In the waters of Southeast Asia, you’ll find the tentacled snake. These 2-2.5 foot slithering reptiles only crawl on land to move to another body of water. Even with as much time as the snake spends underwater, they do not have gills, so they have to come up for air every 5-10 minutes. One thing you’ll notice just watching these snakes – they remain very rigid and look like sticks in the water. It’s a good camouflage to help them blend in with their surroundings.
On a hungry day, some of the tentacled snakes in the Indonesian Rainforest at the Fort Wayne Children’s Zoo can eat up to 10 goldfish each! That’s enough to keep them full for several days.
The tentacled snakes may be stiff, slow-movers most of the time, but when it comes to their food, they don’t mess around. The tentacled snake is a bit of a tricky eater, meaning it tricks the goldfish. In fact, it puts a little pulse or kink in it’s neck and that actually lures the goldfish to face the snake and then – it’s snack time.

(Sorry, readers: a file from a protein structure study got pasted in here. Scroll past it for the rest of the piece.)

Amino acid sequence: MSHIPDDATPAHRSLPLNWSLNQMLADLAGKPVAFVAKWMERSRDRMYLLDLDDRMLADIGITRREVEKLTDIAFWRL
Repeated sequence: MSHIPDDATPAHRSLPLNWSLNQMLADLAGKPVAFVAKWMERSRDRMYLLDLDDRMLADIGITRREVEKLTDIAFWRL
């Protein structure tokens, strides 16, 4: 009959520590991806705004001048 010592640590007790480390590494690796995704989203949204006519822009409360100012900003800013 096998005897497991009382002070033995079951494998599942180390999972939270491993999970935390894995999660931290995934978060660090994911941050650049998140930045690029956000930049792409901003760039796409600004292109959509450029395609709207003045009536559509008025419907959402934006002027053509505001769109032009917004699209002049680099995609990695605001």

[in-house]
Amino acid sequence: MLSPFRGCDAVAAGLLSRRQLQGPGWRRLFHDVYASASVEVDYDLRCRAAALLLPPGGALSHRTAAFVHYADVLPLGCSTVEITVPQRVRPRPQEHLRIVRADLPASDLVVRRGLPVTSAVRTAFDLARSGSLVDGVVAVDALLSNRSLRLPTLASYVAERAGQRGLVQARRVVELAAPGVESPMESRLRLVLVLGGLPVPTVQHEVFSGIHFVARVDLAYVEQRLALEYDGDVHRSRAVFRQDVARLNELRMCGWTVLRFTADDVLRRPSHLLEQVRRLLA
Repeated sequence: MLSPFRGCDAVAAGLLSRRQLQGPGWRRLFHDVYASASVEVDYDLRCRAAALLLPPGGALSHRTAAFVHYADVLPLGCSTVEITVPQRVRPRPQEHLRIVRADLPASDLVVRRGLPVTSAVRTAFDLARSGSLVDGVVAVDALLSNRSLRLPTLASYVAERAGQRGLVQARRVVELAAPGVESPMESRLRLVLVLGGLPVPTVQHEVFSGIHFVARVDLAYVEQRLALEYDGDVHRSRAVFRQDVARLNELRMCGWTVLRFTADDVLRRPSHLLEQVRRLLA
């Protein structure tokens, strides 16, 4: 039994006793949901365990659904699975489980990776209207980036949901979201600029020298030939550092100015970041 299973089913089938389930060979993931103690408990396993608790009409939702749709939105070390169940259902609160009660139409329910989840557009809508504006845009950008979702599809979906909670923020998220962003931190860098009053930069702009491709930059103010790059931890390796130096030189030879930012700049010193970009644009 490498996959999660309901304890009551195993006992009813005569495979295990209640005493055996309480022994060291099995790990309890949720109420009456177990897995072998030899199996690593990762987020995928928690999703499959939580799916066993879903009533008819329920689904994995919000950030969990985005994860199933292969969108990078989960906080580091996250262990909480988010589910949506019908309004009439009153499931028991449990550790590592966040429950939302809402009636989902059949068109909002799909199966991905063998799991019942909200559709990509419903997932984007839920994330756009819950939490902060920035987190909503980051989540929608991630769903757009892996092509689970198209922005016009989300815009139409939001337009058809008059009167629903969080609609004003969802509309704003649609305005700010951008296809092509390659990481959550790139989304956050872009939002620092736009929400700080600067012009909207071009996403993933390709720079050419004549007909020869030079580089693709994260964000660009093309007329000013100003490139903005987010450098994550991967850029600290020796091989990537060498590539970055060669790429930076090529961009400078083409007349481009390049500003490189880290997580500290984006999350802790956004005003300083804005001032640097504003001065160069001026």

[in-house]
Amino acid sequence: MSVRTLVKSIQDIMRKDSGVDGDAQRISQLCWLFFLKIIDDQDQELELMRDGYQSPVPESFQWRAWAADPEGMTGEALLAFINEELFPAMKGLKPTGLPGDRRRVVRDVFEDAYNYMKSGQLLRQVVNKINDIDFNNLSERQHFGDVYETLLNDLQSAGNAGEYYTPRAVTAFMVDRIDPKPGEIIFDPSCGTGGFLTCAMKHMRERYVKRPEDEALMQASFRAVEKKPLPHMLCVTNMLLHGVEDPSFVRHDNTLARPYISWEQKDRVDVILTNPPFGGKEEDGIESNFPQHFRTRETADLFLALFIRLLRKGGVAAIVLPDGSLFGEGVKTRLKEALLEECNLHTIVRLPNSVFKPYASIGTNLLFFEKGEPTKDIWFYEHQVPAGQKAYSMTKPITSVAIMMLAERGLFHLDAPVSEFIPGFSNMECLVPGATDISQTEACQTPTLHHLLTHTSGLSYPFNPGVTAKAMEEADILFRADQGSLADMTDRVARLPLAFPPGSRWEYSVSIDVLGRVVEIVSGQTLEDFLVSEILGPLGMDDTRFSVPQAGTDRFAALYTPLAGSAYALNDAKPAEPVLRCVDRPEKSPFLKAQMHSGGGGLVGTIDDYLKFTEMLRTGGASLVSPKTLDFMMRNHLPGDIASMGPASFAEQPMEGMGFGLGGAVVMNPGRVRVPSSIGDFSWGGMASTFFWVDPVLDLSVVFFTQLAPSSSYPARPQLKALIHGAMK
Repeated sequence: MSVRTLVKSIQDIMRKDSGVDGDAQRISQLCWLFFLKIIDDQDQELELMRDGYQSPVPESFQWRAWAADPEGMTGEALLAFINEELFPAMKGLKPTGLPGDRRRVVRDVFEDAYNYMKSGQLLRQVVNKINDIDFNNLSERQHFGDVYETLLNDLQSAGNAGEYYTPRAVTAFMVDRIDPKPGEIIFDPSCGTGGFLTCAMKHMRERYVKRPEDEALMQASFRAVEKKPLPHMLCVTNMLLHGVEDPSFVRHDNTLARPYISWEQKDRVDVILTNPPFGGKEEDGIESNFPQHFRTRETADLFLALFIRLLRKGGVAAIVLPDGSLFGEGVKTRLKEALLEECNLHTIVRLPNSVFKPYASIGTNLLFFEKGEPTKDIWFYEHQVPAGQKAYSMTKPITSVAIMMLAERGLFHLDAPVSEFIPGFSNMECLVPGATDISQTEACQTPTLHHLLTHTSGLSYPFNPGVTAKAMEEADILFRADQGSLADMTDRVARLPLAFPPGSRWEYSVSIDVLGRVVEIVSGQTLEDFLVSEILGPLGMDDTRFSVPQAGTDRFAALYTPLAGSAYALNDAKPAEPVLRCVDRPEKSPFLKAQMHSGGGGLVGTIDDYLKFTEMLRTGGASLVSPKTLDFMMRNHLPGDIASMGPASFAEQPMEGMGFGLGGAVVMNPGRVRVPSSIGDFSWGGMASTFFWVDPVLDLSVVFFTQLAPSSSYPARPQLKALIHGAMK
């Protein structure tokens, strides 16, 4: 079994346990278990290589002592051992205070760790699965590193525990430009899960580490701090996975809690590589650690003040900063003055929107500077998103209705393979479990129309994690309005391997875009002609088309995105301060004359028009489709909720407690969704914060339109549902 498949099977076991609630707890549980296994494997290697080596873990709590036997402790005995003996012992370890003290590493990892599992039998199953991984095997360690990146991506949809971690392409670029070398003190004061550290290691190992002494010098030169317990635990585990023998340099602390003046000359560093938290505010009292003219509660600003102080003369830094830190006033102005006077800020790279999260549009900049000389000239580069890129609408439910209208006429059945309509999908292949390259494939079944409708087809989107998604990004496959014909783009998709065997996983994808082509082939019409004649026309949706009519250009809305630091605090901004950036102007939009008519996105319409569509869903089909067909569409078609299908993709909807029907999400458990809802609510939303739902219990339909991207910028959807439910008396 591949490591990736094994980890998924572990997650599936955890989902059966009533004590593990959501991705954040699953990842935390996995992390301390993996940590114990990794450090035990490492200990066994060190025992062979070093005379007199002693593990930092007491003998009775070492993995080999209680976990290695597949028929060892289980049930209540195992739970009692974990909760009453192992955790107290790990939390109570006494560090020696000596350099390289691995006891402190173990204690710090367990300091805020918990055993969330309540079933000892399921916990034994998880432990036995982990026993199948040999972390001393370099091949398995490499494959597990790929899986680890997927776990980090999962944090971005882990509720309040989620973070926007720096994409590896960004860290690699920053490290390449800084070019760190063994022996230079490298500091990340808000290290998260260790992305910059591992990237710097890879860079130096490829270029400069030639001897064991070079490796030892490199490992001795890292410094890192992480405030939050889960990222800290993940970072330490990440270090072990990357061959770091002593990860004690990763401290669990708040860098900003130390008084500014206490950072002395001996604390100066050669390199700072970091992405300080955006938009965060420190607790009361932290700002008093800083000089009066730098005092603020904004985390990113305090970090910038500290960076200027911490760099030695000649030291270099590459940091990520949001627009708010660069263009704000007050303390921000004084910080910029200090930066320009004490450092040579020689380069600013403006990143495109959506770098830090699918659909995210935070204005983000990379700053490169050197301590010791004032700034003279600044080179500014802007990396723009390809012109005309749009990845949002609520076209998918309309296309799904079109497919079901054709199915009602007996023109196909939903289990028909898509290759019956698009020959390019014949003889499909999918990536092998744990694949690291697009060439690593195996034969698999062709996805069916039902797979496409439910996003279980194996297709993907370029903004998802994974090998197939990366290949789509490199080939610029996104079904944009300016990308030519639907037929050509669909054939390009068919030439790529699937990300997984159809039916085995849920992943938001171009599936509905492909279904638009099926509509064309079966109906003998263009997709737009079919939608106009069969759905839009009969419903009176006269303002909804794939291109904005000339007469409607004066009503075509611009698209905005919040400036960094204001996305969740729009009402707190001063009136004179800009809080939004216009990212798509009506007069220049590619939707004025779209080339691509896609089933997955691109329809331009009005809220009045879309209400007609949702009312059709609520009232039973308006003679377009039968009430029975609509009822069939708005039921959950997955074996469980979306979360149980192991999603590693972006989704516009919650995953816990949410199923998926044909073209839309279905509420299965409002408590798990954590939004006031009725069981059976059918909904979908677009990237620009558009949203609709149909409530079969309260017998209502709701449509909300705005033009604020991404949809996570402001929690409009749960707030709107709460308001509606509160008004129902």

Here’s a fun fact: unlike most reptiles, tentacled snakes don’t lay eggs. They actually give birth to live baby snakes about the size of a pencil!
The zoo doesn’t have any baby tentacled snakes right now, but you can slither on over to the Indonesian Rainforest and see over a dozen adults this summer.